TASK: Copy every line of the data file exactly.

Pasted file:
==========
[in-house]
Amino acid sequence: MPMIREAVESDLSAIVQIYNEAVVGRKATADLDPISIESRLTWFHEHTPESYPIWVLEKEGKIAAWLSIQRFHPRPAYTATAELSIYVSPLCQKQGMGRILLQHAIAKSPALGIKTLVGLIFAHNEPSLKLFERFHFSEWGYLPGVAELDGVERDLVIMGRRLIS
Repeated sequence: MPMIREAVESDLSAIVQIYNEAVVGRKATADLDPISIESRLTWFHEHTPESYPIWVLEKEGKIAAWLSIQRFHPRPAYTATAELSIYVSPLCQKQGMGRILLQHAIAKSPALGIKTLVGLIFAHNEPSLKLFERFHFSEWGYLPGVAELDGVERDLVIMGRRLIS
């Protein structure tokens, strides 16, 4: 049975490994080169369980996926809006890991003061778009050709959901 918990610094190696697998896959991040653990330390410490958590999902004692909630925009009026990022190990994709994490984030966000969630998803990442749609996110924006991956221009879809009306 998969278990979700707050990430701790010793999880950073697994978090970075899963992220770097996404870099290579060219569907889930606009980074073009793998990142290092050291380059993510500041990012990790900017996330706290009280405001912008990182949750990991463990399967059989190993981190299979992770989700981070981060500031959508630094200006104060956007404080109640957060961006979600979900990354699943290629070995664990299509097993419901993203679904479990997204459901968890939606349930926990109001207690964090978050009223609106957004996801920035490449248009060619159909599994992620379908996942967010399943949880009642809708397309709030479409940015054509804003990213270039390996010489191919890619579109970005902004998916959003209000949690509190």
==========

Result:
[in-house]
Amino acid sequence: MPMIREAVESDLSAIVQIYNEAVVGRKATADLDPISIESRLTWFHEHTPESYPIWVLEKEGKIAAWLSIQRFHPRPAYTATAELSIYVSPLCQKQGMGRILLQHAIAKSPALGIKTLVGLIFAHNEPSLKLFERFHFSEWGYLPGVAELDGVERDLVIMGRRLIS
Repeated sequence: MPMIREAVESDLSAIVQIYNEAVVGRKATADLDPISIESRLTWFHEHTPESYPIWVLEKEGKIAAWLSIQRFHPRPAYTATAELSIYVSPLCQKQGMGRILLQHAIAKSPALGIKTLVGLIFAHNEPSLKLFERFHFSEWGYLPGVAELDGVERDLVIMGRRLIS
């Protein structure tokens, strides 16, 4: 049975490994080169369980996926809006890991003061778009050709959901 918990610094190696697998896959991040653990330390410490958590999902004692909630925009009026990022190990994709994490984030966000969630998803990442749609996110924006991956221009879809009306 998969278990979700707050990430701790010793999880950073697994978090970075899963992220770097996404870099290579060219569907889930606009980074073009793998990142290092050291380059993510500041990012990790900017996330706290009280405001912008990182949750990991463990399967059989190993981190299979992770989700981070981060500031959508630094200006104060956007404080109640957060961006979600979900990354699943290629070995664990299509097993419901993203679904479990997204459901968890939606349930926990109001207690964090978050009223609106957004996801920035490449248009060619159909599994992620379908996942967010399943949880009642809708397309709030479409940015054509804003990213270039390996010489191919890619579109970005902004998916959003209000949690509190």